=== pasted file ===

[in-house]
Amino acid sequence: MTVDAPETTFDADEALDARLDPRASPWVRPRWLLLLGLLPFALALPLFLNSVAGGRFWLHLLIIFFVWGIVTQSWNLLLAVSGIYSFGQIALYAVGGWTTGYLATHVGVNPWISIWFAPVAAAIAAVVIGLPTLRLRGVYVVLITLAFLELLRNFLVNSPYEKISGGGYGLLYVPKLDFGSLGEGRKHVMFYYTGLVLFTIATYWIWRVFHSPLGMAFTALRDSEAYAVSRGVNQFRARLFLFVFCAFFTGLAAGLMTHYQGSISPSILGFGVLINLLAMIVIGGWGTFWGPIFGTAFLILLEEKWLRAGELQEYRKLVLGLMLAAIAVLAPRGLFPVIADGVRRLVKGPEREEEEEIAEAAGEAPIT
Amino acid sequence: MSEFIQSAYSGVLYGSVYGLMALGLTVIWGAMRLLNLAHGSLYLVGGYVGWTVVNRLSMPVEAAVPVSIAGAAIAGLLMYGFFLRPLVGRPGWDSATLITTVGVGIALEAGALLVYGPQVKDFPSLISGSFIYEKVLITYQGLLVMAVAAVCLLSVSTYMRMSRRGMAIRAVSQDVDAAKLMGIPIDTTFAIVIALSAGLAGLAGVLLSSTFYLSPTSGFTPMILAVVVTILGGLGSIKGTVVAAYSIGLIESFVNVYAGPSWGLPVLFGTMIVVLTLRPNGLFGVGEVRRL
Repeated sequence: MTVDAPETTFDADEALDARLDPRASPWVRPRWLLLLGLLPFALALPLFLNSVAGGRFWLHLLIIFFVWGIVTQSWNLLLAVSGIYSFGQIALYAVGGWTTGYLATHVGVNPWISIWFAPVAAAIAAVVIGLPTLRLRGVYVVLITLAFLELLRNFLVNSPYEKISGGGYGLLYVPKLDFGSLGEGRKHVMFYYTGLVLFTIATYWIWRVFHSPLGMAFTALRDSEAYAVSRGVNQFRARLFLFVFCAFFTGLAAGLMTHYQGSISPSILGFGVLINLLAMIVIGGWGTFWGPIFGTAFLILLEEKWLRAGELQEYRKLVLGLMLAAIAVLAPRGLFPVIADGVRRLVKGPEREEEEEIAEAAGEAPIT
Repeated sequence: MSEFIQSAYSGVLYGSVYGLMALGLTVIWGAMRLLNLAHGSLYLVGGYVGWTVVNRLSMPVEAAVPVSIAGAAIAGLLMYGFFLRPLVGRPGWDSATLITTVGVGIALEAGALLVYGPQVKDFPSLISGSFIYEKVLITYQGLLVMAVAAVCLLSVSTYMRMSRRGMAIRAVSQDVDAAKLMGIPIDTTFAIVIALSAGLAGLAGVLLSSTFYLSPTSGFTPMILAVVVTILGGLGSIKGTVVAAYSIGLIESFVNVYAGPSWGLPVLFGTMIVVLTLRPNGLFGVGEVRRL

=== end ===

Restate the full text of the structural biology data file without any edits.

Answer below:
[in-house]
Amino acid sequence: MTVDAPETTFDADEALDARLDPRASPWVRPRWLLLLGLLPFALALPLFLNSVAGGRFWLHLLIIFFVWGIVTQSWNLLLAVSGIYSFGQIALYAVGGWTTGYLATHVGVNPWISIWFAPVAAAIAAVVIGLPTLRLRGVYVVLITLAFLELLRNFLVNSPYEKISGGGYGLLYVPKLDFGSLGEGRKHVMFYYTGLVLFTIATYWIWRVFHSPLGMAFTALRDSEAYAVSRGVNQFRARLFLFVFCAFFTGLAAGLMTHYQGSISPSILGFGVLINLLAMIVIGGWGTFWGPIFGTAFLILLEEKWLRAGELQEYRKLVLGLMLAAIAVLAPRGLFPVIADGVRRLVKGPEREEEEEIAEAAGEAPIT
Amino acid sequence: MSEFIQSAYSGVLYGSVYGLMALGLTVIWGAMRLLNLAHGSLYLVGGYVGWTVVNRLSMPVEAAVPVSIAGAAIAGLLMYGFFLRPLVGRPGWDSATLITTVGVGIALEAGALLVYGPQVKDFPSLISGSFIYEKVLITYQGLLVMAVAAVCLLSVSTYMRMSRRGMAIRAVSQDVDAAKLMGIPIDTTFAIVIALSAGLAGLAGVLLSSTFYLSPTSGFTPMILAVVVTILGGLGSIKGTVVAAYSIGLIESFVNVYAGPSWGLPVLFGTMIVVLTLRPNGLFGVGEVRRL
Repeated sequence: MTVDAPETTFDADEALDARLDPRASPWVRPRWLLLLGLLPFALALPLFLNSVAGGRFWLHLLIIFFVWGIVTQSWNLLLAVSGIYSFGQIALYAVGGWTTGYLATHVGVNPWISIWFAPVAAAIAAVVIGLPTLRLRGVYVVLITLAFLELLRNFLVNSPYEKISGGGYGLLYVPKLDFGSLGEGRKHVMFYYTGLVLFTIATYWIWRVFHSPLGMAFTALRDSEAYAVSRGVNQFRARLFLFVFCAFFTGLAAGLMTHYQGSISPSILGFGVLINLLAMIVIGGWGTFWGPIFGTAFLILLEEKWLRAGELQEYRKLVLGLMLAAIAVLAPRGLFPVIADGVRRLVKGPEREEEEEIAEAAGEAPIT
Repeated sequence: MSEFIQSAYSGVLYGSVYGLMALGLTVIWGAMRLLNLAHGSLYLVGGYVGWTVVNRLSMPVEAAVPVSIAGAAIAGLLMYGFFLRPLVGRPGWDSATLITTVGVGIALEAGALLVYGPQVKDFPSLISGSFIYEKVLITYQGLLVMAVAAVCLLSVSTYMRMSRRGMAIRAVSQDVDAAKLMGIPIDTTFAIVIALSAGLAGLAGVLLSSTFYLSPTSGFTPMILAVVVTILGGLGSIKGTVVAAYSIGLIESFVNVYAGPSWGLPVLFGTMIVVLTLRPNGLFGVGEVRRL